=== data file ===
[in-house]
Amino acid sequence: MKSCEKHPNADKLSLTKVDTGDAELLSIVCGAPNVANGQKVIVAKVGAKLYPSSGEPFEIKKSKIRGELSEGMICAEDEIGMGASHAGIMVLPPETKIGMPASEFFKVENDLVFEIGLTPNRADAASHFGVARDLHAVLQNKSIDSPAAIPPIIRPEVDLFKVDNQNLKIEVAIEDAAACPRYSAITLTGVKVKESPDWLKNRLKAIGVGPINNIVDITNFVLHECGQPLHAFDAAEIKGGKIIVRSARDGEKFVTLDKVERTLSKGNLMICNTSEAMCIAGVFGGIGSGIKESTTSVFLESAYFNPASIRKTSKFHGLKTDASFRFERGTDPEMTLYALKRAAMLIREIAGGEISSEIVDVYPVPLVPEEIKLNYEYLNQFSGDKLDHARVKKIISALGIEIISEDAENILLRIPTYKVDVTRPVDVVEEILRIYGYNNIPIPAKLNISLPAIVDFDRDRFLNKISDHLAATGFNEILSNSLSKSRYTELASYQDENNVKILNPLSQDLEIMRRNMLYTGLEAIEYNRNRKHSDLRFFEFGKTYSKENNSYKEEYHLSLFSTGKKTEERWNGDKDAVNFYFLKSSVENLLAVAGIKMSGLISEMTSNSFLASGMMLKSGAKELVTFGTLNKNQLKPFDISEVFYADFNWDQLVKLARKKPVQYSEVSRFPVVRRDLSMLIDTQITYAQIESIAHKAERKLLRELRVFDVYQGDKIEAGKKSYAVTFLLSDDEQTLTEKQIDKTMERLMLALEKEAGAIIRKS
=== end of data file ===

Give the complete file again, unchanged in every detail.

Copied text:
[in-house]
Amino acid sequence: MKSCEKHPNADKLSLTKVDTGDAELLSIVCGAPNVANGQKVIVAKVGAKLYPSSGEPFEIKKSKIRGELSEGMICAEDEIGMGASHAGIMVLPPETKIGMPASEFFKVENDLVFEIGLTPNRADAASHFGVARDLHAVLQNKSIDSPAAIPPIIRPEVDLFKVDNQNLKIEVAIEDAAACPRYSAITLTGVKVKESPDWLKNRLKAIGVGPINNIVDITNFVLHECGQPLHAFDAAEIKGGKIIVRSARDGEKFVTLDKVERTLSKGNLMICNTSEAMCIAGVFGGIGSGIKESTTSVFLESAYFNPASIRKTSKFHGLKTDASFRFERGTDPEMTLYALKRAAMLIREIAGGEISSEIVDVYPVPLVPEEIKLNYEYLNQFSGDKLDHARVKKIISALGIEIISEDAENILLRIPTYKVDVTRPVDVVEEILRIYGYNNIPIPAKLNISLPAIVDFDRDRFLNKISDHLAATGFNEILSNSLSKSRYTELASYQDENNVKILNPLSQDLEIMRRNMLYTGLEAIEYNRNRKHSDLRFFEFGKTYSKENNSYKEEYHLSLFSTGKKTEERWNGDKDAVNFYFLKSSVENLLAVAGIKMSGLISEMTSNSFLASGMMLKSGAKELVTFGTLNKNQLKPFDISEVFYADFNWDQLVKLARKKPVQYSEVSRFPVVRRDLSMLIDTQITYAQIESIAHKAERKLLRELRVFDVYQGDKIEAGKKSYAVTFLLSDDEQTLTEKQIDKTMERLMLALEKEAGAIIRKS